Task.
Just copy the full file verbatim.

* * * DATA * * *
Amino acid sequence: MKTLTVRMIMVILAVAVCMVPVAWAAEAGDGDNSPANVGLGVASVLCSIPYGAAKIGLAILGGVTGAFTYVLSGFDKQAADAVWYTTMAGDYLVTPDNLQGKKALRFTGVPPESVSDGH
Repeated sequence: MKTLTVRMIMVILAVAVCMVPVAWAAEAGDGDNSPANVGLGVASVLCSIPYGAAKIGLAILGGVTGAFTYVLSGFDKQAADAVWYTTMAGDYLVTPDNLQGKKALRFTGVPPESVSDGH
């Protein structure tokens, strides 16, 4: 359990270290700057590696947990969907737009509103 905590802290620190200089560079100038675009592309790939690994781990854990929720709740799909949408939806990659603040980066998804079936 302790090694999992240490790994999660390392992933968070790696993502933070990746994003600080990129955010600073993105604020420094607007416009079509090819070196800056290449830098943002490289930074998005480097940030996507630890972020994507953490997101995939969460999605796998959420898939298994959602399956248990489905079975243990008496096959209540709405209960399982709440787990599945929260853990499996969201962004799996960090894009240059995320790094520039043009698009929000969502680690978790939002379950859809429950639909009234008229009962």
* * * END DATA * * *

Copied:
Amino acid sequence: MKTLTVRMIMVILAVAVCMVPVAWAAEAGDGDNSPANVGLGVASVLCSIPYGAAKIGLAILGGVTGAFTYVLSGFDKQAADAVWYTTMAGDYLVTPDNLQGKKALRFTGVPPESVSDGH
Repeated sequence: MKTLTVRMIMVILAVAVCMVPVAWAAEAGDGDNSPANVGLGVASVLCSIPYGAAKIGLAILGGVTGAFTYVLSGFDKQAADAVWYTTMAGDYLVTPDNLQGKKALRFTGVPPESVSDGH
């Protein structure tokens, strides 16, 4: 359990270290700057590696947990969907737009509103 905590802290620190200089560079100038675009592309790939690994781990854990929720709740799909949408939806990659603040980066998804079936 302790090694999992240490790994999660390392992933968070790696993502933070990746994003600080990129955010600073993105604020420094607007416009079509090819070196800056290449830098943002490289930074998005480097940030996507630890972020994507953490997101995939969460999605796998959420898939298994959602399956248990489905079975243990008496096959209540709405209960399982709440787990599945929260853990499996969201962004799996960090894009240059995320790094520039043009698009929000969502680690978790939002379950859809429950639909009234008229009962």